4. Blockade of OX40/OX40 ligand to decrease cytokine messenger RNA expression in acute renal allograft rejection in vitro.

    Science.gov (United States)

    Wang, Y-L; Li, G; Fu, Y-X; Wang, H; Shen, Z-Y

    2013-01-01

    The aim of this study was to investigate cytokine messenger RNA (mRNA) expression by peripheral blood mononuclear cells (PBMCs) from renal recipients experiencing acute rejection by blocking OX40-OX40L interactions with recombinant human OX40-Fc fusion protein (rhOX40Fc) in vitro. PBMCs were isolated from 20 recipients experiencing acute rejection episodes (rejection group) and 20 recipients with stable graft function (stable group). Levels of Th1 (interferon [IFN]-γ) and Th2 (interleukin [IL]-4) mRNA expressions by PBMCs were measured using real-time reverse transcriptase-polymerase chain reactions. IFN-γ mRNA expression levels were significantly higher in the rejection than the stable group (P rejection group, rhOX40Fc reduced significantly the expression of IFN-γ and IL-4 mRNA by anti-CD3-monoclonal antibody stimulated PBMCs (P type cytokines. Copyright © 2013 Elsevier Inc. All rights reserved.

  5. In vivo expression of ß-galactosidase by rat oviduct exposed to naked DNA or messenger RNA

    Directory of Open Access Journals (Sweden)

    MARIANA RIOS

    2002-01-01

    Full Text Available Intra-oviductal administration of RNA obtained from oviducts of estradiol-treated rats resulted in accelerated egg transport (Ríos et al., 1997. It is probable that estradiol-induced messenger RNA (mRNA entered oviductal cells and was translated into the proteins involved in accelerated egg transport. In order to test this interpretation we deposited in vivo 50 µg of pure ß-galactosidase (ß-gal mRNA, 50 µg of pure DNA from the reporter gene ß-gal under SV40 promoter or the vehicle (control oviducts into the oviductal lumen of rats. Twenty four hours later the ß-gal activity was assayed in oviductal tissue homogenates using o-nitrophenyl-ß-D-galactopyranoside as a substrate. The administration of ß-gal mRNA and pSVBgal plasmid increased ß-gal activity by 71% and 142%, respectively, over the control oviducts. These results indicate that naked DNA and mRNA coding for ß-gal can enter oviductal cells and be translated into an active enzyme. They are consistent with the interpretation that embryo transport acceleration caused by the injection of estradiol-induced RNA in the oviduct involves translation of the injected mRNA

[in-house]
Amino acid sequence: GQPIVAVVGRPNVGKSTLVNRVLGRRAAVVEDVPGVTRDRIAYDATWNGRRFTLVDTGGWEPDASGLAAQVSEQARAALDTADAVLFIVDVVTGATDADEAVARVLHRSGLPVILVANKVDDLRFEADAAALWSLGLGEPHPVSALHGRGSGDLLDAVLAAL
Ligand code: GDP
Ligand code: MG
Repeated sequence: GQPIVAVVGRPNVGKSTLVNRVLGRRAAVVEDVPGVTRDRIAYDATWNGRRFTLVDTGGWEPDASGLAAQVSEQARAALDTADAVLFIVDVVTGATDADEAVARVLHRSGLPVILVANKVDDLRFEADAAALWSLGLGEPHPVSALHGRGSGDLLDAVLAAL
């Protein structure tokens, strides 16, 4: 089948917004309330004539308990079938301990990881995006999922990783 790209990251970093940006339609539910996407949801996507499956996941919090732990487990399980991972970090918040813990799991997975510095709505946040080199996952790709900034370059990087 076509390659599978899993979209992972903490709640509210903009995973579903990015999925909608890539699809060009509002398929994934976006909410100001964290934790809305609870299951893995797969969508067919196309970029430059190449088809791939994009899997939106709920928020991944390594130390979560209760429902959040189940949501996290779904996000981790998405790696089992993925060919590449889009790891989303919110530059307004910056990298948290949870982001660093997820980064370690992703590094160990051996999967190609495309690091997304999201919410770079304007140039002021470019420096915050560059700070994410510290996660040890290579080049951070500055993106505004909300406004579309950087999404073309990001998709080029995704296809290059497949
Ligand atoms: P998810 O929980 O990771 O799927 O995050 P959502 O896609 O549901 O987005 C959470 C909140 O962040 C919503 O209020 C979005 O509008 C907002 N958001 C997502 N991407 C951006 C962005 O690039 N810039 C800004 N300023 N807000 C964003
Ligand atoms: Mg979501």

6. Mutual friends' social support and self-disclosure in face-to-face and instant messenger communication.

    Science.gov (United States)

    Trepte, Sabine; Masur, Philipp K; Scharkow, Michael

    2017-11-03

    In the present study, we investigated long-term effects of self-disclosure on social support in face-to-face and instant messenger (IM) communication between mutual friends. Using a representative sample of 583 German IM users, we explored whether self-disclosure and positive experiences with regard to social support would dynamically interact in the form of a reinforcing spiral across three measurement occasions. If mutual friends self-disclose today, will they receive more social support 6 months later? In turn, will this affect their willingness to self-disclose another 6 months later? We further analyzed spill-over effects from face-to-face to IM communication and vice versa. We found that self-disclosure predicted social support and vice versa in IM communication, but not in face-to-face communication. In light of these results, the impact of IM communication on how individuals maneuver friendships through the interplay between self-disclosure and social support are discussed.

  7. Culture temperature affects human chondrocyte messenger RNA expression in monolayer and pellet culture systems.

    Directory of Open Access Journals (Sweden)

    Akira Ito